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High Lonesome

Fall is the prime time to explore Colorado’s Rocky Mountain ghost towns.

September 2013

Fall leaf-peepers aren’t the first treasure hunters to head for the mountains in search of gold (and red and orange). Prospectors arrived on the Front Range in the 1800s and spread deep into the Rockies, erecting small villages they abandoned when the mines went dry. Today, remnants of these outposts are still scattered throughout the backcountry. “Many historians see ghost towns as a kind of 3-D text about the way we lived,” says state historian Bill Convery. See for yourself on a fall adventure to one of these five high-country ghost towns.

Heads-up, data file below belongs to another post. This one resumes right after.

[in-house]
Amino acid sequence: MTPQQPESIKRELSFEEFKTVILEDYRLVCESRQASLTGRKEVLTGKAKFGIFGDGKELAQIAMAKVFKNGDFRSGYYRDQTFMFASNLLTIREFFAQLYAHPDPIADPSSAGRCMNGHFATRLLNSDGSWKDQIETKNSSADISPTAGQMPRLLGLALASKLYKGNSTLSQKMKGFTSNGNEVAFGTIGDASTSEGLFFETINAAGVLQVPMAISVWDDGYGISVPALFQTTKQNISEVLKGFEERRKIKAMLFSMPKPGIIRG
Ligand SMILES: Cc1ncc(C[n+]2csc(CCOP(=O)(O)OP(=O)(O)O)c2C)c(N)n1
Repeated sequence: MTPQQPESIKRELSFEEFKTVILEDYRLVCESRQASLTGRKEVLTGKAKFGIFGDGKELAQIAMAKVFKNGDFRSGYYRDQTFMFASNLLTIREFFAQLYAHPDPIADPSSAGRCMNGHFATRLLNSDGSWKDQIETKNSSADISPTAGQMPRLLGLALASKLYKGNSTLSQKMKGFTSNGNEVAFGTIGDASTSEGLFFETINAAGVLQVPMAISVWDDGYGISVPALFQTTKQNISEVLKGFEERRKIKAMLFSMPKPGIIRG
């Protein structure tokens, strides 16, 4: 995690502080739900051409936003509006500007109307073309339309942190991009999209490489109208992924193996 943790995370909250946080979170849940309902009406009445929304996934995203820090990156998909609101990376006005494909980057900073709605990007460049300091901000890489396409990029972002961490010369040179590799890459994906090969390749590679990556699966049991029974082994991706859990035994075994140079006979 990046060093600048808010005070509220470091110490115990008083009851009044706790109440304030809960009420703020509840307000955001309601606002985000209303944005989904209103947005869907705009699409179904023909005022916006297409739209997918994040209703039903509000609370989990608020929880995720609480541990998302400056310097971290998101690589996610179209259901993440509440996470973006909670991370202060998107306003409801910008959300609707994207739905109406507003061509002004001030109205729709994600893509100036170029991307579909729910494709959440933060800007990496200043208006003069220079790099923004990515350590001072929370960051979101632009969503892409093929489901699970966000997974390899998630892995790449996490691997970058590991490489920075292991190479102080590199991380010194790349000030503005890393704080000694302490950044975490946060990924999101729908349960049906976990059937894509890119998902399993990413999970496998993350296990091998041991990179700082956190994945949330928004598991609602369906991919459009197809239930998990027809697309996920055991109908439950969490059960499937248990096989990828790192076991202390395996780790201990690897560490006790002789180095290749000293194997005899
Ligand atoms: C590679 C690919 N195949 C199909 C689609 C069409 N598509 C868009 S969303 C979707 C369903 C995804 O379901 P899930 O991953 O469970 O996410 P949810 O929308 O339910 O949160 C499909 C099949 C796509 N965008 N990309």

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Staying Power

Why some Ghost towns survive…
> Isolation
It’s costly and difficult to demolish remote, high-mountain towns, so government agencies like the Forest Service and the Bureau of Land Management just leave them alone.
> Benefactors
Individuals, communities, and, sometimes, private landowners protect the towns and support their restoration (for example, the Aspen Historical Society’s work on a cabin located in Independence).

Why some disappear…
> Weather
Mountain conditions such as snow, avalanches, and wildfires wreck old
buildings.
> Visitors
Tourists can slowly destroy towns by walking away with “souvenirs.”
> Demolition
Some towns, like Tiger near Breckenridge, were intentionally leveled in the ’60s and ’70s after squatters settled in the structures.